Ask a student on campus to say the first thing that comes to mind when you say “Sweeney Todd” and they might say “Johnny Depp,” in reference to the 2007 movie directed by Tim Burton, but they’re missing the history surrounding the “Demon Barber of Fleet Street.”
“We’ve done quite a bit of research,” said assistant professor of theater Chaya Gordon-Bland. “Mythically, the story was based on a real set of killings that happened on Fleet Street in 1846. It was immediately adapted into a play in 1847.”
Gordon-Bland is the director of the University of South Dakota Theatre Department’s production of “Sweeney Todd: The Demon Barber of Fleet Street.” It premieres Wednesday in the Wayne S. Knutson Theatre in the Warren M. Lee Center for the Fine Arts at 7:30 p.m. and will play through Saturday. There will also be a matinee show on Sunday at 2 p.m.
According to Gordon-Bland, the story of “Sweeney Todd” was published in “penny dreadfuls” and adapted for radio broadcast and ballet before it “came into life as we know it in the ‘70s as a play,” Bland said.
“Those earlier productions were melodramas, and melodrama has very black and white notions of good and evil,” Gordon-Bland said. “The ‘70s version made Sweeney Todd into a fully fleshed out human being. Stephen Sondheim latched onto it from there.”
Gordon-Bland described “Sweeney Todd” as an epic piece.
“Sondheim wanted to create music to support the story on this epic scale,” she said.
The “epic” story starts with a London barber who is accused of crimes he didn’t commit, by a judge who lusts after his wife. He is sent away and the musical opens with his return to London and his search to learn what became of his wife and infant daughter.
Assistant professor of theatre Matt Nesmith will portray the character of Sweeney Todd and said it is a very demanding role.
“This is one of the great roles in the musical theatre cannon,” he said. “Sweeney is a mass-murderer spree killer, so finding elements to justify his actions and make the audience root for him is difficult.”
According to Nesmith, it is not unheard of for a professor to be part of the cast of a major production.
“It isn’t something we do very often. Maybe it’s an every other year kind of thing,” he said, “but it lets students have a chance to work with professionals and there are certain roles that require someone of a certain age which just isn’t doable with a collage-age casting pool.”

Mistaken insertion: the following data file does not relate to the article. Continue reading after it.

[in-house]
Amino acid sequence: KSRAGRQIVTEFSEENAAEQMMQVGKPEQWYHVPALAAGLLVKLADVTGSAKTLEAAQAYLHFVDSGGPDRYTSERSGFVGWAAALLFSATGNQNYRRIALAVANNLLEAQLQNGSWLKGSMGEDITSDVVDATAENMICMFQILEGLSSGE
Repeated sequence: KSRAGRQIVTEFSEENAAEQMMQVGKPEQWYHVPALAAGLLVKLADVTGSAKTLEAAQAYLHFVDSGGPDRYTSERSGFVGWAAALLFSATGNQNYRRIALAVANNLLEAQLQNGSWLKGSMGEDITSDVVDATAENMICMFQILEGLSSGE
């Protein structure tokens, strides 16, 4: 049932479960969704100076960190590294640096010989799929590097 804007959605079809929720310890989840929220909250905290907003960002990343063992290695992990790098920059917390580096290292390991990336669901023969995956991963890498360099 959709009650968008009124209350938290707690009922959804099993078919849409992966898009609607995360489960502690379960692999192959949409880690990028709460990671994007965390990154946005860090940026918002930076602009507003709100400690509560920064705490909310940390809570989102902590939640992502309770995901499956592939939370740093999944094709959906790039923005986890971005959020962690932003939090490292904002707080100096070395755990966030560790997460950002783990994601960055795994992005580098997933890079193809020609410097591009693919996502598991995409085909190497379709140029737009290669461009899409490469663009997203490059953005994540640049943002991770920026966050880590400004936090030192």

Nesmith said he is also looking forward to performing with his students.
“This opportunity is great,” he said. “I get to practice what I preach in class.”
Gordon-Bland said “Sweeney Todd” is an immensely complex musical.
“The first level of complexity is the music,” she said. “It’s an incredible score. People argue about whether it’s a musical or opera because the music tells the story as much as the words.”
The technical requirements for the show are another issue Gordon-Bland said she’s been dealing with.
“The show requires blood, guns, slides, trap doors and all sorts of technical components that must function in a very specific way to tell the story,” she said. “Then there’s the way the action unfolds. There are a lot of scenes and settings with simultaneous action.”
Gordon-Bland said she isn’t worried about being compared to Tim Burton’s film adaptation, but is hoping it will help sell tickets.
“It’s not Tim Burton’s show,” she said. “The play has been adapted so many times and Tim Burton’s movie was just one of them. Film and theater are very different experiences.”
Nesmith laughed when asked if he was worried about being compared to Johnny Depp.
“Certainly that’s the most recent comparison,” he said, “but it’s a completely different experience from the movie and as soon as folks see me in the production the comparisons will end there.”
Sophomore Ruthie Wetzel said she hasn’t seen the movie but is looking forward to the musical.
“I’ve heard from friends that it’s their favorite movie or musical and they are super excited about seeing this, so I’m jumping on the bandwagon,” she said.
Despite the horde of people who’ve been gushing about “Sweeney Todd” around Wetzel, she doesn’t know what she’s looking forward to the most.
“I’m not sure what to expect,” she said.
Reach reporter Jordan Foye at Jordan.Foye@usd.edu.